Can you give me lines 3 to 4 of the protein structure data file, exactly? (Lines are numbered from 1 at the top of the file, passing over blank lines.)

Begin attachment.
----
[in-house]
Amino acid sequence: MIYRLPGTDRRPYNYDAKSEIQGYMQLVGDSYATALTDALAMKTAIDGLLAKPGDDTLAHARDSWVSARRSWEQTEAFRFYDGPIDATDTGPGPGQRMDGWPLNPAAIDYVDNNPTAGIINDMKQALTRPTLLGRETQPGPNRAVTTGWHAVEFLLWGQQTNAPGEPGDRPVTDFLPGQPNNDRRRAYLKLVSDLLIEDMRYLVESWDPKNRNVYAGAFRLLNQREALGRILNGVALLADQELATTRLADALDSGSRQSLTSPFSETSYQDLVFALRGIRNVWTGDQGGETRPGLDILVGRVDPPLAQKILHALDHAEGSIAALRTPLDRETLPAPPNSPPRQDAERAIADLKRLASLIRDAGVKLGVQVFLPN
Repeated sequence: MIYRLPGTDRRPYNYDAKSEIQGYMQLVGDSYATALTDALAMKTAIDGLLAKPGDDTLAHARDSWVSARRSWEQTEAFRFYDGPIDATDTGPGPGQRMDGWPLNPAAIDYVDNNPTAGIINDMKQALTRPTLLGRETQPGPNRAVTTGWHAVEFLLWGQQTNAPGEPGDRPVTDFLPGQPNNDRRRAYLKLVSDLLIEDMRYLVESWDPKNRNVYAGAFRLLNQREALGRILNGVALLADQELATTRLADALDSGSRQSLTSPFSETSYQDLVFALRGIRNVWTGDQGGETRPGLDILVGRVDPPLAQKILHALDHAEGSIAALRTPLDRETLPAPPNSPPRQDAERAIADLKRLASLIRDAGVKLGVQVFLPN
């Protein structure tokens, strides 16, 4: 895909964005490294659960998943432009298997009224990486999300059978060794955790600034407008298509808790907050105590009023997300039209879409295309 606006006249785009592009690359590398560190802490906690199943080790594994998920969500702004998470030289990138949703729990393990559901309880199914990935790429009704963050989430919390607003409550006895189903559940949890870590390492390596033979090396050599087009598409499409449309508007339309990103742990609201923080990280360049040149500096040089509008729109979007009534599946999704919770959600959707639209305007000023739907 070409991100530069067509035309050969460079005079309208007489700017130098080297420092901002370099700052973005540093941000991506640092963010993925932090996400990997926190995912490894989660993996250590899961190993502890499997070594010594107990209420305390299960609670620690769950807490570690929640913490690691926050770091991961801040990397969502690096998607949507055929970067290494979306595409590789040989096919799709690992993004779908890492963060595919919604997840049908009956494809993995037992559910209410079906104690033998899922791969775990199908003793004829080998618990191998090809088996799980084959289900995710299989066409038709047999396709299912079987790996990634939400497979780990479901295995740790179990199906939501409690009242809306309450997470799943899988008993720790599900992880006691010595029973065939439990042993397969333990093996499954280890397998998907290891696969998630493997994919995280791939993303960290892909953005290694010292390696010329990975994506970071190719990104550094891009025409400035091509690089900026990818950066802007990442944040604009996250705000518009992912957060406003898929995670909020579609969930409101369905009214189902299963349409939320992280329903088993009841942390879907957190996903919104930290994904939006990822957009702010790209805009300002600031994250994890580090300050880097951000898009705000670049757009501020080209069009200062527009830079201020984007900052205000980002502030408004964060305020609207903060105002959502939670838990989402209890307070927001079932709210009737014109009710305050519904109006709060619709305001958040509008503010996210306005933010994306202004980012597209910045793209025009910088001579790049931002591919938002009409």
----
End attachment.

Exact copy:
Repeated sequence: MIYRLPGTDRRPYNYDAKSEIQGYMQLVGDSYATALTDALAMKTAIDGLLAKPGDDTLAHARDSWVSARRSWEQTEAFRFYDGPIDATDTGPGPGQRMDGWPLNPAAIDYVDNNPTAGIINDMKQALTRPTLLGRETQPGPNRAVTTGWHAVEFLLWGQQTNAPGEPGDRPVTDFLPGQPNNDRRRAYLKLVSDLLIEDMRYLVESWDPKNRNVYAGAFRLLNQREALGRILNGVALLADQELATTRLADALDSGSRQSLTSPFSETSYQDLVFALRGIRNVWTGDQGGETRPGLDILVGRVDPPLAQKILHALDHAEGSIAALRTPLDRETLPAPPNSPPRQDAERAIADLKRLASLIRDAGVKLGVQVFLPN
């Protein structure tokens, strides 16, 4: 895909964005490294659960998943432009298997009224990486999300059978060794955790600034407008298509808790907050105590009023997300039209879409295309 606006006249785009592009690359590398560190802490906690199943080790594994998920969500702004998470030289990138949703729990393990559901309880199914990935790429009704963050989430919390607003409550006895189903559940949890870590390492390596033979090396050599087009598409499409449309508007339309990103742990609201923080990280360049040149500096040089509008729109979007009534599946999704919770959600959707639209305007000023739907 070409991100530069067509035309050969460079005079309208007489700017130098080297420092901002370099700052973005540093941000991506640092963010993925932090996400990997926190995912490894989660993996250590899961190993502890499997070594010594107990209420305390299960609670620690769950807490570690929640913490690691926050770091991961801040990397969502690096998607949507055929970067290494979306595409590789040989096919799709690992993004779908890492963060595919919604997840049908009956494809993995037992559910209410079906104690033998899922791969775990199908003793004829080998618990191998090809088996799980084959289900995710299989066409038709047999396709299912079987790996990634939400497979780990479901295995740790179990199906939501409690009242809306309450997470799943899988008993720790599900992880006691010595029973065939439990042993397969333990093996499954280890397998998907290891696969998630493997994919995280791939993303960290892909953005290694010292390696010329990975994506970071190719990104550094891009025409400035091509690089900026990818950066802007990442944040604009996250705000518009992912957060406003898929995670909020579609969930409101369905009214189902299963349409939320992280329903088993009841942390879907957190996903919104930290994904939006990822957009702010790209805009300002600031994250994890580090300050880097951000898009705000670049757009501020080209069009200062527009830079201020984007900052205000980002502030408004964060305020609207903060105002959502939670838990989402209890307070927001079932709210009737014109009710305050519904109006709060619709305001958040509008503010996210306005933010994306202004980012597209910045793209025009910088001579790049931002591919938002009409």